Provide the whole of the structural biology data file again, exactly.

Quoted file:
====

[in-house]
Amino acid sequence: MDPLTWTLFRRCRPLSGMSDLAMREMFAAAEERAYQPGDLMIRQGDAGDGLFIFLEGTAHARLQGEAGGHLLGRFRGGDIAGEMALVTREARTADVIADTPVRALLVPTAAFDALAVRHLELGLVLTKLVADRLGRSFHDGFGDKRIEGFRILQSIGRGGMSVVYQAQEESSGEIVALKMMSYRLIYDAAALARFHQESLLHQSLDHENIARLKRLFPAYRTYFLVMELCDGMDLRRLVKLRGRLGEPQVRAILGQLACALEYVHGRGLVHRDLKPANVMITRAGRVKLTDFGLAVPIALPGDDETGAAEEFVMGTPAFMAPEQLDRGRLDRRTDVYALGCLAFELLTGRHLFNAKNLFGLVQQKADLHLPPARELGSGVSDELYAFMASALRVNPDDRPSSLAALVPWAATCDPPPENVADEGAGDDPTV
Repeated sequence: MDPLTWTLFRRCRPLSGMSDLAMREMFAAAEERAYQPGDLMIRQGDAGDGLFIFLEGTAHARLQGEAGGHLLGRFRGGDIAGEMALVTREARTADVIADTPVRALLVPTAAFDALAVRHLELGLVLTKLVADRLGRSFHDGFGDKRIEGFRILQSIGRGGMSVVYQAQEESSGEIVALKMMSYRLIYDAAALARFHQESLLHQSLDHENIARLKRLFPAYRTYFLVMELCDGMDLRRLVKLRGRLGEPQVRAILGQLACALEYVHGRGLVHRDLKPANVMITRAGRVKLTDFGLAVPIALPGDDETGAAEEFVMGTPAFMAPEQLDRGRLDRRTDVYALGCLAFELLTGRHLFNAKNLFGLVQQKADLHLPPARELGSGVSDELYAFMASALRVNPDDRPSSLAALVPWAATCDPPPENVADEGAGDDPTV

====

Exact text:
[in-house]
Amino acid sequence: MDPLTWTLFRRCRPLSGMSDLAMREMFAAAEERAYQPGDLMIRQGDAGDGLFIFLEGTAHARLQGEAGGHLLGRFRGGDIAGEMALVTREARTADVIADTPVRALLVPTAAFDALAVRHLELGLVLTKLVADRLGRSFHDGFGDKRIEGFRILQSIGRGGMSVVYQAQEESSGEIVALKMMSYRLIYDAAALARFHQESLLHQSLDHENIARLKRLFPAYRTYFLVMELCDGMDLRRLVKLRGRLGEPQVRAILGQLACALEYVHGRGLVHRDLKPANVMITRAGRVKLTDFGLAVPIALPGDDETGAAEEFVMGTPAFMAPEQLDRGRLDRRTDVYALGCLAFELLTGRHLFNAKNLFGLVQQKADLHLPPARELGSGVSDELYAFMASALRVNPDDRPSSLAALVPWAATCDPPPENVADEGAGDDPTV
Repeated sequence: MDPLTWTLFRRCRPLSGMSDLAMREMFAAAEERAYQPGDLMIRQGDAGDGLFIFLEGTAHARLQGEAGGHLLGRFRGGDIAGEMALVTREARTADVIADTPVRALLVPTAAFDALAVRHLELGLVLTKLVADRLGRSFHDGFGDKRIEGFRILQSIGRGGMSVVYQAQEESSGEIVALKMMSYRLIYDAAALARFHQESLLHQSLDHENIARLKRLFPAYRTYFLVMELCDGMDLRRLVKLRGRLGEPQVRAILGQLACALEYVHGRGLVHRDLKPANVMITRAGRVKLTDFGLAVPIALPGDDETGAAEEFVMGTPAFMAPEQLDRGRLDRRTDVYALGCLAFELLTGRHLFNAKNLFGLVQQKADLHLPPARELGSGVSDELYAFMASALRVNPDDRPSSLAALVPWAATCDPPPENVADEGAGDDPTV